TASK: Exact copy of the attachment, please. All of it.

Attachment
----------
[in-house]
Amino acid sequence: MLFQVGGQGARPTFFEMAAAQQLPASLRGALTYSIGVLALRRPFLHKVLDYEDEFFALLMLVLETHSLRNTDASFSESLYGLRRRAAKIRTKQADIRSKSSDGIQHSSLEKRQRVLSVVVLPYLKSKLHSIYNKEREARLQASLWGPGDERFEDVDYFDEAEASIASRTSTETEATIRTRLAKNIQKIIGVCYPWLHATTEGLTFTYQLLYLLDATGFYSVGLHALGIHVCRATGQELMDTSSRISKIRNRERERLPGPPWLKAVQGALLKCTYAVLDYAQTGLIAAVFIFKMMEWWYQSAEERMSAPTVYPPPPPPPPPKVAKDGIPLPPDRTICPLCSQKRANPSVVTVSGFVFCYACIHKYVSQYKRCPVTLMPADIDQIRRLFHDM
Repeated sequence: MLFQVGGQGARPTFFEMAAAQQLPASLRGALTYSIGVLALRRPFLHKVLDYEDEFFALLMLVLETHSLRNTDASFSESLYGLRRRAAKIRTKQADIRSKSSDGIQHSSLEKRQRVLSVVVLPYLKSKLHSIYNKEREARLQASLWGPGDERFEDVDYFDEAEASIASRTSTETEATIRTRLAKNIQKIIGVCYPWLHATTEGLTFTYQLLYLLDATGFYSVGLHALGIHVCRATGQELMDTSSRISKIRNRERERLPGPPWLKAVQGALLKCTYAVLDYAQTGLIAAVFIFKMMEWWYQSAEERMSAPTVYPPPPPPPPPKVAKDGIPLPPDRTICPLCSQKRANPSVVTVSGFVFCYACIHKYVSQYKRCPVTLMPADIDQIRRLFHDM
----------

[in-house]
Amino acid sequence: MLFQVGGQGARPTFFEMAAAQQLPASLRGALTYSIGVLALRRPFLHKVLDYEDEFFALLMLVLETHSLRNTDASFSESLYGLRRRAAKIRTKQADIRSKSSDGIQHSSLEKRQRVLSVVVLPYLKSKLHSIYNKEREARLQASLWGPGDERFEDVDYFDEAEASIASRTSTETEATIRTRLAKNIQKIIGVCYPWLHATTEGLTFTYQLLYLLDATGFYSVGLHALGIHVCRATGQELMDTSSRISKIRNRERERLPGPPWLKAVQGALLKCTYAVLDYAQTGLIAAVFIFKMMEWWYQSAEERMSAPTVYPPPPPPPPPKVAKDGIPLPPDRTICPLCSQKRANPSVVTVSGFVFCYACIHKYVSQYKRCPVTLMPADIDQIRRLFHDM
Repeated sequence: MLFQVGGQGARPTFFEMAAAQQLPASLRGALTYSIGVLALRRPFLHKVLDYEDEFFALLMLVLETHSLRNTDASFSESLYGLRRRAAKIRTKQADIRSKSSDGIQHSSLEKRQRVLSVVVLPYLKSKLHSIYNKEREARLQASLWGPGDERFEDVDYFDEAEASIASRTSTETEATIRTRLAKNIQKIIGVCYPWLHATTEGLTFTYQLLYLLDATGFYSVGLHALGIHVCRATGQELMDTSSRISKIRNRERERLPGPPWLKAVQGALLKCTYAVLDYAQTGLIAAVFIFKMMEWWYQSAEERMSAPTVYPPPPPPPPPKVAKDGIPLPPDRTICPLCSQKRANPSVVTVSGFVFCYACIHKYVSQYKRCPVTLMPADIDQIRRLFHDM